The clock involved over 200 people and the project to create it cost over a million pounds. It takes the form of a large golden disc, atop which sits a huge grasshopper, which is known as the Chronophage. This is Greek for “time eater”, which is appropriate, as the grasshopper appears to eat the seconds as they tick by.
The clock is accurate, but as it moves erratically, it’s only truly accurate once every five minutes. Still, you’re not here to tell the time (which is challenging as there are no hands or dial to read, and so you need to understand the LED layout), you’re here to appreciate a marvel of clockmaking, which was named as one of Time magazines best inventions of 2008.
The clock is free to visit and runs year round.
Great St. Mary’s Church Tower
If you want to get a great view of Cambridge, we recommend heading to Great St. Mary’s Church, where for a small fee you can climb to the top for panoramic views of the city.
The church is in the heart of the old part of the city, surrounded by cobbled streets and colleges, and is directly across from Kings College Chapel. As you would imagine therefore, the views from the roof are among the best you’ll get in Cambridge.
Of course, the church itself, which dates from the 15th century and is a listed building, is also worth spending time visiting. It’s the university church of the University of Cambridge, and is home to the University Organ and University Clock.
The church also plays another role in Cambridge university life. All university undergraduates must live within three miles of the church, and university officers must live within 20 miles of it.
The Church is open Monday – Saturday from 10-5.30pm (4.30pm in winter), and 12.15 – 5pm on Sundays (4pm in winter). Tickets for the tower can be purchased at the gift shop, after which it’s a 123 step climb to the top up a narrow winding medieval staircase! See more on the official website.
It’s time for some of the other highlights of Cambridge, of which there are many. We’ll start off with Castle Mound, which is just across from the Museum of Cambridge.
This mound is all that is left of what was once a fairly formidable castle which dated back to the 11th century, and which was built following the Norman invasion in 1066 to control the route from London to the north of England.
Over the years the castle saw various uses, including being used as the city gaol. However, much of the stone was incorporated into the construction of other buildings in Cambridge, including the colleges, and all that is left is the grassy motte.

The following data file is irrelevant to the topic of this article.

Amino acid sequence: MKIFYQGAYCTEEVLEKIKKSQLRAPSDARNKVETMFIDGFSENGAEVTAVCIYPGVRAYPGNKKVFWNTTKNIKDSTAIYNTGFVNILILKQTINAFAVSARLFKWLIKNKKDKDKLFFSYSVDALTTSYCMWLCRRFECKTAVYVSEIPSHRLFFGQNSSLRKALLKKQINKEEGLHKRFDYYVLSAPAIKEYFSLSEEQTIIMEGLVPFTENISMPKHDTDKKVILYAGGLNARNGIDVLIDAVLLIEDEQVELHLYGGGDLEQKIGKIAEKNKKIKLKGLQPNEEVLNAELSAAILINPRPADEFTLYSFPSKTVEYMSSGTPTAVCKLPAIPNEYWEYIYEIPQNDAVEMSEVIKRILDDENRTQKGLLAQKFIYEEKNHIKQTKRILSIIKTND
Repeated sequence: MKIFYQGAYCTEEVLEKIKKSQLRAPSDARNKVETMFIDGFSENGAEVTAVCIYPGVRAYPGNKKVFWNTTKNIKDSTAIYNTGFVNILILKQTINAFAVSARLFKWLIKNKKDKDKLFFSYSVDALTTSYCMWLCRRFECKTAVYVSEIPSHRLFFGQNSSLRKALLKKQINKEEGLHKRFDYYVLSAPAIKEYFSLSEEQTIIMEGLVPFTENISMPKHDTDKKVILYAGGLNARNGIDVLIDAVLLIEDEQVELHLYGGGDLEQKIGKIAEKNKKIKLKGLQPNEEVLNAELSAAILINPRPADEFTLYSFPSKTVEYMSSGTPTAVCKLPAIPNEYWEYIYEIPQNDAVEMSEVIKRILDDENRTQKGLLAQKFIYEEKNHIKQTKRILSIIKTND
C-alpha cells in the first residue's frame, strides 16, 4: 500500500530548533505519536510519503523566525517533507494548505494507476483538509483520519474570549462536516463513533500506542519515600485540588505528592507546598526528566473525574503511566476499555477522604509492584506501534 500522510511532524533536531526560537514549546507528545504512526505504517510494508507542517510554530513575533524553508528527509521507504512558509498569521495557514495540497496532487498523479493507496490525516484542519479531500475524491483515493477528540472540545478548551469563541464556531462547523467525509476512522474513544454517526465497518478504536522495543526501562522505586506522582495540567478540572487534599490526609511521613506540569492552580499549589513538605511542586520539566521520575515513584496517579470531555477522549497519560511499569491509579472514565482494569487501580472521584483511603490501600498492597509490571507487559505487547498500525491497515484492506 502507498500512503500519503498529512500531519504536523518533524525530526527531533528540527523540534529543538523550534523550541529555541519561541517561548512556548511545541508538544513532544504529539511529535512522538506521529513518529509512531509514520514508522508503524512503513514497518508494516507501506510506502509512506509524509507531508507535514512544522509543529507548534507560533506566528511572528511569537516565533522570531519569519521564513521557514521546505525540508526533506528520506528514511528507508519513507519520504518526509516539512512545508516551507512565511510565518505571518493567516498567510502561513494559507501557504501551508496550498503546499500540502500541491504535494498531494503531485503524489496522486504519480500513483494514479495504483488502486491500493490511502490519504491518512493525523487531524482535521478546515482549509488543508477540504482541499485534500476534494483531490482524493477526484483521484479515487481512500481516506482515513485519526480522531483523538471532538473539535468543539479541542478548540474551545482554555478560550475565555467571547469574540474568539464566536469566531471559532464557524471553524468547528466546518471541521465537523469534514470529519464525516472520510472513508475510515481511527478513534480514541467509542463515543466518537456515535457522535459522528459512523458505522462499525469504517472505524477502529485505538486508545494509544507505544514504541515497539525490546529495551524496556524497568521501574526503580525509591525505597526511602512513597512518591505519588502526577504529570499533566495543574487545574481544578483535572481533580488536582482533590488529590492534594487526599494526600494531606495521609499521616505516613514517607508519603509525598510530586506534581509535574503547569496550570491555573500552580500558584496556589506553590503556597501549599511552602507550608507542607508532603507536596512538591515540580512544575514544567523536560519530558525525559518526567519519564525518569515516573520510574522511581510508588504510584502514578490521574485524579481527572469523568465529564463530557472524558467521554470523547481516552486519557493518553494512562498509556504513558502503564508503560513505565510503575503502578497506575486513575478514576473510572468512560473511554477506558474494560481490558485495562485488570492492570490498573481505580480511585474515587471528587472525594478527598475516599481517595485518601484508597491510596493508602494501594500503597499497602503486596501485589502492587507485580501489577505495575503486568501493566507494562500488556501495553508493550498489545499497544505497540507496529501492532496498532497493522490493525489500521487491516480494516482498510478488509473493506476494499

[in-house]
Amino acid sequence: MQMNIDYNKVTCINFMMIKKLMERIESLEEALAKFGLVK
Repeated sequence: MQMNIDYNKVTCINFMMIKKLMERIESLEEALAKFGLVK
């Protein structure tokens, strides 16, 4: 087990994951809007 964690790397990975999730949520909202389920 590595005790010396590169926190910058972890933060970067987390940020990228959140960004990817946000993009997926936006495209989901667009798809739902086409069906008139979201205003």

This is still worth visiting though, as from the top of the motte you can get nice views across the city, and this is a popular spot to come to watch the sunset.
King’s College Chapel
If there is one building which symbolises Cambridge, it would be King’s College Chapel. This is the chapel of King’s College.
A chapel, in case you were wondering how a chapel differs from a church, is usually a place of worship that is a part of a large nonreligious institution. This is why most colleges have chapels.
Whilst chapels are often relatively small, this is absolutely not the case with King’s College Chapel, which is a large and seriously impressive structure.
Built in the Perpendicular Gothic style of English architecture in the 15th century, King’s College Chapel is a fantastic building that needs to near the top of your to-do list in Cambridge.
It has the largest fan vault in the world, spectacular stained glass windows, and a rood screen that was funded by Henry VIII as part of his wedding celebrations for Anne Boleyn.
The chapel is still in active use, and it is the home of the King’s College Chapel choir. It’s possible to visit here and watch both mass and concerts, and the acoustics are excellent.
If you’ve ever watched the BBC’s Christmas programming, there is always a broadcast of a solo performer singing Once in Royal David’s City live from the chapel.
King’s College Chapel has an entrance fee, with tickets available from the King’s College visitor centre, which is opposite the chapel and college grounds. Tickets can also be purchased online here, to save you from queuing on the day.
The ticket gives you access to the chapel and the grounds of the College. The chapel is open every day of the week, but opening times vary depending on the time of year. You can see prices and full opening hours here.
The Wren library is arguably the most impressive of all the college libraries at Cambridge. It was designed and built for Trinity College by Sir Christopher Wren, who also designed London’s St. Paul’s Cathedral.